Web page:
These youths, who lived through 9/11 and the nation's response to the tragedy, want to help people who are suffering, Father Raab said.

"Young people are realizing more in their generation the need for honest community, that we cannot survive any crisis alone," he added.

Sometimes the volunteers come from a family tradition of service.

Colleen Miller, a graduate of Gonzaga University in Spokane, Wash., who rebuilt homes in Birmingham, Ala., with the Jesuit Volunteer Corps, followed the example of her parents. The Millers, parishioners of Our Lady of Guadalupe Church in Anchorage, Alaska, were Jesuit volunteers in the 1970s. Another daughter, Jean, served with the Peace Corps in Africa.

"I was excited about doing volunteer work," said Colleen Miller, "but I wanted the community aspect that the Jesuit Volunteer Corps offered. It opened my eyes to a lot of things, and it's a great way to meet people with similar values."

This past year, eight college graduates served in Anchorage with the Jesuit Volunteer Corps.

Molly Weber, one of the participants, is a graduate of Loyola Marymount University in Los Angeles. She stressed that a key part of the service work is living in community with other volunteers and making the connection between faith and work.

"Spirituality is definitely a huge thing for me," she told the Catholic Anchor, Anchorage's archdiocesan newspaper. "I wouldn't be able to do what I do without my faith."

Several participants with the Jesuit Volunteer Corps in Boise, Idaho, told the Idaho Catholic Register, newspaper of the Boise Diocese, that they're convinced their efforts will have a lasting impact.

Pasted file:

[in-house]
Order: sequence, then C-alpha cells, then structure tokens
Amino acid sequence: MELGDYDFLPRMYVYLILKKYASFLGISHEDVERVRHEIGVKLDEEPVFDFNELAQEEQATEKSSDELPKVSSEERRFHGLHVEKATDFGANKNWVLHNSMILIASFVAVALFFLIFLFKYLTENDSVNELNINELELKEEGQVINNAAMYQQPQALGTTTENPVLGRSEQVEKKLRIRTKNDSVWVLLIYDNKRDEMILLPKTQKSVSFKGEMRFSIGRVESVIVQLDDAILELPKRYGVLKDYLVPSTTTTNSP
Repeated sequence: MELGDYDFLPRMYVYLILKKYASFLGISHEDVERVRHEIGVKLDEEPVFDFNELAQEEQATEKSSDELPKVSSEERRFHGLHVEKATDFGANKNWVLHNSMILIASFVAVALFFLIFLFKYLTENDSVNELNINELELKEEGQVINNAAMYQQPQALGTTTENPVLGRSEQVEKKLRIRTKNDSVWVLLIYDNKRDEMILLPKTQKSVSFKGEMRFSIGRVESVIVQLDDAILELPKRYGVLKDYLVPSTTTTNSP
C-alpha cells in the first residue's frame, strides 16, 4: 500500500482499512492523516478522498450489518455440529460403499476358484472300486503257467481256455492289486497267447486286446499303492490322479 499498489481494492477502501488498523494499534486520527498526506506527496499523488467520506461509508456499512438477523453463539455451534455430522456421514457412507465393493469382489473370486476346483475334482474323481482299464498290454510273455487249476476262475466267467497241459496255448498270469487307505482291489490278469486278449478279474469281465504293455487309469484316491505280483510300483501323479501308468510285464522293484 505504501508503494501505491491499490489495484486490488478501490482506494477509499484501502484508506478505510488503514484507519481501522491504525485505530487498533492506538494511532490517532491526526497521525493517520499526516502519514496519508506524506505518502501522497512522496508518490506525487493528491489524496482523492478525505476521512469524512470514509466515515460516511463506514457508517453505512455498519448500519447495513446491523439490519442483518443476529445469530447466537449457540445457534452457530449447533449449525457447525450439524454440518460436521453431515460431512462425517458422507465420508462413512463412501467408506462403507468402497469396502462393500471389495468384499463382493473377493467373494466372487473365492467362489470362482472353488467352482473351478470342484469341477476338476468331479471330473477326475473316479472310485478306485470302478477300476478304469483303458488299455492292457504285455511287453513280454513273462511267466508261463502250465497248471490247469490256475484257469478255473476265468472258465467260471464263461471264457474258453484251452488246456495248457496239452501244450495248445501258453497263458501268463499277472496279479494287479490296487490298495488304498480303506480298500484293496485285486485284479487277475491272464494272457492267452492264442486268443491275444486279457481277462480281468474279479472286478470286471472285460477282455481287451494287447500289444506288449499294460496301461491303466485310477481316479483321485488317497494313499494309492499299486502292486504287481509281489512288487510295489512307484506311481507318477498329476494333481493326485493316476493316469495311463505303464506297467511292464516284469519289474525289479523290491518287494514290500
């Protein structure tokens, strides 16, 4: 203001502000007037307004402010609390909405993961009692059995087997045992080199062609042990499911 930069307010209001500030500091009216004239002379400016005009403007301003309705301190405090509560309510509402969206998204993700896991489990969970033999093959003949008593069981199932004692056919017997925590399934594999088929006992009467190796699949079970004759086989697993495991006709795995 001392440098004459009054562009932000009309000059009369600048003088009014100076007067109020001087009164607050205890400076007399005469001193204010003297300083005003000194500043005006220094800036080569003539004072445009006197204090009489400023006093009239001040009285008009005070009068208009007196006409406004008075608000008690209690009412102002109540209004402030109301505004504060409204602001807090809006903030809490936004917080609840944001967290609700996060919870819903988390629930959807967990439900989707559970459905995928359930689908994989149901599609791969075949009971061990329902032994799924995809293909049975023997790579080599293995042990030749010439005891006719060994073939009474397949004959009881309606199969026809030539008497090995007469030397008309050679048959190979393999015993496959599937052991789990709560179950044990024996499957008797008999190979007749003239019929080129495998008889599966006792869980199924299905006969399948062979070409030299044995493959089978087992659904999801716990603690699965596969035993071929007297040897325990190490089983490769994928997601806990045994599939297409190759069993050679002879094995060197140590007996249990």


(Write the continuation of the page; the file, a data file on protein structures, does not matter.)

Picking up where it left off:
Sara Wells, a graduate of Capital University in Columbus, Ohio, spent the past year working at Corpus Christi House, a day shelter where many of the clients are homeless. Although her title was services coordinator, she said the primary focus of her ministry was listening.

Wells, an English major, said the experience made her realize she wants to do this type of work in the future.

Jennifer Popp, who earned a degree from Marquette University in Milwaukee, spent the past year working with a transitional housing program in Boise where she helped low-income clients manage their money and work on job skills. She also assisted women in transitional homes who were recovering from substance abuse.

Despite her accounting background, she said she knew she wanted to work for a nonprofit group. Her supervisors are hoping to entice her to stay with the work after her volunteer term is over.

Margaret McLean, a parishioner at Risen Christ Parish in Boise, said seeing the volunteers at work in the local community and in the parish was "awe inspiring."

"It's been terrific, just to hear about the benefits," she said. "It's everything we dreamed of."

- - -

Contributing to this story were Mike Brown in Boise and Effie Caldarola in Anchorage.


Copyright (c) 2009 Catholic News Service/USCCB. All rights reserved.
This material may not be published, broadcast, rewritten or otherwise distributed.